The security blogosphere is agog over some recently published vulnerability information describing attacks against the venerable secure sockets layer (SSL) protocol -- you know, the one that almost the entire Internet relies on for securing transactions as they transit the Net. But how does this impact you? Let's try to separate the wheat from the chaff.
Let's start by looking at the vulnerability itself. It is a "man-in-the-middle" (MitM) attack in which an attacker can use an SSL feature called "negotiation" to inject bad stuff into an SSL session. Right, so that's not good news. But the sky isn't exactly falling yet, so we can all remain calm for now. Let's put things into perspective here.
Yes, by all accounts, there seems to be a serious weakness in SSL. As of right now, however, that weakness is known to a relatively small collection of folks who are working to come up with some solutions to the problem. That said, the technical details of the problem have been published, and there's little doubt that attacks will begin to surface over time.
However, in order to use an MitM attack to actually effect damage isn't entirely trivial. The attacker either needs to be on the same local network as the client, or in the network path between the client and the server. By far, the most likely of these scenarios, at least in the near term, is to attack systems on a local network. We have a little bit of leverage there.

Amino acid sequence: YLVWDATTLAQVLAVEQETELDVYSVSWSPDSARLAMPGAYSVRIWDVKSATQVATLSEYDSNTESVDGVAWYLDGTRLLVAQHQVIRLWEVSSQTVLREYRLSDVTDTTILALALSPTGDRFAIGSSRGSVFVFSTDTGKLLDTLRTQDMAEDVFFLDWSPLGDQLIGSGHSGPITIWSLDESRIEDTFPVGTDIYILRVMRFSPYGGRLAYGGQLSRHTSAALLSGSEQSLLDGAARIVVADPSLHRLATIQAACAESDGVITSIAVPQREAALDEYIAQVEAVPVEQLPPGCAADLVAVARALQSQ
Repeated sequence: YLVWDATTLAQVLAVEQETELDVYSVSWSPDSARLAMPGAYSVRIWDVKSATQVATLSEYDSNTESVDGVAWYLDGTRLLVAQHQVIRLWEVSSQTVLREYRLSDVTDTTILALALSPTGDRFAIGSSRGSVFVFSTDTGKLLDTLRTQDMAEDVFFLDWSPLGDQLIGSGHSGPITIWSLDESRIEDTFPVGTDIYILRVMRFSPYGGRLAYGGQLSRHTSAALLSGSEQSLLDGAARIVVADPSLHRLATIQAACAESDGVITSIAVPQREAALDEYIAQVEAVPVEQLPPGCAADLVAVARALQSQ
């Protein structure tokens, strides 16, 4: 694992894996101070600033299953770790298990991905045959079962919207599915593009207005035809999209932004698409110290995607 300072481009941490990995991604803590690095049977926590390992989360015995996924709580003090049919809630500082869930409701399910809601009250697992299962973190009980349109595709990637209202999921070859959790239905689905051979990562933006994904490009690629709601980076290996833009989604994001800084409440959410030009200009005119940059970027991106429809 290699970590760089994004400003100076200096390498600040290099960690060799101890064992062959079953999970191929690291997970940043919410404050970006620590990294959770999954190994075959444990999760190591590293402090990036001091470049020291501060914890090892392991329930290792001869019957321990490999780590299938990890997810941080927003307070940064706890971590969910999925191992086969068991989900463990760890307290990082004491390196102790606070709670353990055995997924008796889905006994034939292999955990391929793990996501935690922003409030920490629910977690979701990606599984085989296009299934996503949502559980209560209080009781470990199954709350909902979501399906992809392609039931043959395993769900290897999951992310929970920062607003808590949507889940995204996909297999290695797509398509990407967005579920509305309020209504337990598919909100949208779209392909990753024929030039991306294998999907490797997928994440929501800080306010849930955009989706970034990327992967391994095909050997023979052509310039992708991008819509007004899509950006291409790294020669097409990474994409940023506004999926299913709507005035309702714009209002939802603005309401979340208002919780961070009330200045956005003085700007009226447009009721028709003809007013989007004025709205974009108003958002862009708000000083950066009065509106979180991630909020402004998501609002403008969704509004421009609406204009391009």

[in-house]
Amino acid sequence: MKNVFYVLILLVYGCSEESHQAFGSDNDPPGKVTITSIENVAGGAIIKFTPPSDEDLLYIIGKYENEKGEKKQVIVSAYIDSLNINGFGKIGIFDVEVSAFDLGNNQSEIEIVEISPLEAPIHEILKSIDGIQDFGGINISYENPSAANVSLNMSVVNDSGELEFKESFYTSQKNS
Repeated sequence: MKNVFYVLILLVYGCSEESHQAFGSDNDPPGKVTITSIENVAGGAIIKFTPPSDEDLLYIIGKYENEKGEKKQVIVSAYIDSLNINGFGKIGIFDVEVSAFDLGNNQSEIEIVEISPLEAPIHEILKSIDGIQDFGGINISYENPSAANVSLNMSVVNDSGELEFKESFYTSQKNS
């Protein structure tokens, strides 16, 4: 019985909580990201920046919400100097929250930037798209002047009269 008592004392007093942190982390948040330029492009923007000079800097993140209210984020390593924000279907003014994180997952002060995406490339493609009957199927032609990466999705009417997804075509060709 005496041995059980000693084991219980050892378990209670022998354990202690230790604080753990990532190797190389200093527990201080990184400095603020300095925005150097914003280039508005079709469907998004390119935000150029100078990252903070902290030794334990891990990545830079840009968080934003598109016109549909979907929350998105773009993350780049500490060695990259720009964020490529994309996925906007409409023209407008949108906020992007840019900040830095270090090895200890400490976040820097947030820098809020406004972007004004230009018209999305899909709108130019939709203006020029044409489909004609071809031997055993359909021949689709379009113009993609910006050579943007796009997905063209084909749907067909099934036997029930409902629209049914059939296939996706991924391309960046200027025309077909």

For starters, we should be using secure VPNs to connect to trustworthy networks when we're using non-trustworthy ones -- like hotel and coffee shop Wi-Fi hot spots. VPNs are pretty ubiquitous now, even for small businesses.
And I did say that there's a community of people working on solutions to this problem. It would surprise me if we don't start seeing patches to SSL stacks in the near future. At least for the server side of this equation, these solutions should be available in pretty short order. The real challenge will be getting those patches deployed on our production systems, but then we should all have a handle on patch and configuration management, right?
So no, the sky isn't falling. There's a big defect lurking on the horizon, and we all will need to pay attention to it, but at present, we've seen no attacks or even proof-of-concept code released in the wild.